From The Argives: September 11, 2001 at Wesleyan

“What can we do as a community in this time of crisis and uncertainty? The most important thing, perhaps, will be to learn from each other.” —President Bennet

Here’s what the Argus looked like the week of September 11, 2001—shocked, singularly focused, teeming with questions and grief. The bold header is striking and clear: “UNIVERSITY STUNNED BY ATTACKS.”

There was the candlelight vigil outside North College Tuesday night, where President Douglas Bennet ’59 spoke (“We are together as a community because we need to sustain each other in a time of loss,” he said) and Dean Mike Whaley opened up the microphone to any student who wished to speak. There was the afternoon forum on Wednesday, featuring words by Professor Khachig Tölölyan among other faculty. There were the “where I was when I heard” anecdotes, the firsthand accounts by alumni survivors, the blood drives, the faculty panel. One article sought to summarize how other colleges were adjusting their schedules—especially those with campuses in New York. At Wesleyan, classes moved forward, with extreme flexibility. “Holding classes will provide us all with an opportunity to gather in small groups,” wrote the University’s administration, “and is preferable to the alternative of our students remaining isolated.”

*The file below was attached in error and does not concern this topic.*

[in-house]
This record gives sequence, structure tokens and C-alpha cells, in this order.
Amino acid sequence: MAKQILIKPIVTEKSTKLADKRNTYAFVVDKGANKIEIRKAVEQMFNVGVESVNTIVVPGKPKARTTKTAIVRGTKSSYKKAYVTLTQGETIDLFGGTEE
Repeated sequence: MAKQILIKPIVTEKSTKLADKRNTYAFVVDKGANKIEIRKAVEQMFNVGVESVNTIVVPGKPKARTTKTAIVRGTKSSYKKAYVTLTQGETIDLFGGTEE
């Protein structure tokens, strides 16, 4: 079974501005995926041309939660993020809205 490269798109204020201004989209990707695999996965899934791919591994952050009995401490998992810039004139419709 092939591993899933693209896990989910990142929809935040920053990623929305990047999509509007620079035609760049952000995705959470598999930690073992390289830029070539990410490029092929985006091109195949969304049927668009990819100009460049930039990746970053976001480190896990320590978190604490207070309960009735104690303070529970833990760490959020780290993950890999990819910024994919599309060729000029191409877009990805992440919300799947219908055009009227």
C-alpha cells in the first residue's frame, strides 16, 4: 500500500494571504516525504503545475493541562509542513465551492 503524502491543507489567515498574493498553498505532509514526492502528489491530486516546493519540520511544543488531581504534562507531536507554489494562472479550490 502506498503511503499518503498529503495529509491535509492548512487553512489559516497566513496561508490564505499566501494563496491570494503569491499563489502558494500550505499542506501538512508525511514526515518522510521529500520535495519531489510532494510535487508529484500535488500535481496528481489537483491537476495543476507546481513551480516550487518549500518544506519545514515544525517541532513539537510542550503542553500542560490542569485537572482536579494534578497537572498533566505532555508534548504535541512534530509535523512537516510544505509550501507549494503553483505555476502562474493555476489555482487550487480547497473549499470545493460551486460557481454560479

President Bennet wrote a Wespeak. “We have an unusual opportunity to see past stereotypes, identify and diminish our own prejudices, and experience a complex world through the sensitivities of others,” Bennet urged. “The connection between Wesleyan and the global community is direct.” He urged, more forcefully, community understanding: “What can we do as a community, in this time of crisis and uncertainty?  The most important thing, perhaps, will be to learn from each other, practicing the leadership skills our community desperately requires.” Other Wespeaks appeared in the issue—from John Driscoll ’62 (University Relations) and Professor Vera Schwarcz, then History Department Chair.

Even before Twitter and smart phones, the University’s emergency apparatus acted quickly. Within minutes of the attacks, Student Services got in touch with Wes students whose parents worked in or near the World Trade Center. Staff set up TVs and phones with free long distance calling in Davenport, the campus center. They emailed students, urging those in need to contact the Dean’s Office.

On campus on September 11, 2001? Share your memories in the comments below. Scroll on for a gallery of the September 14, 2001 issue of the Argus.

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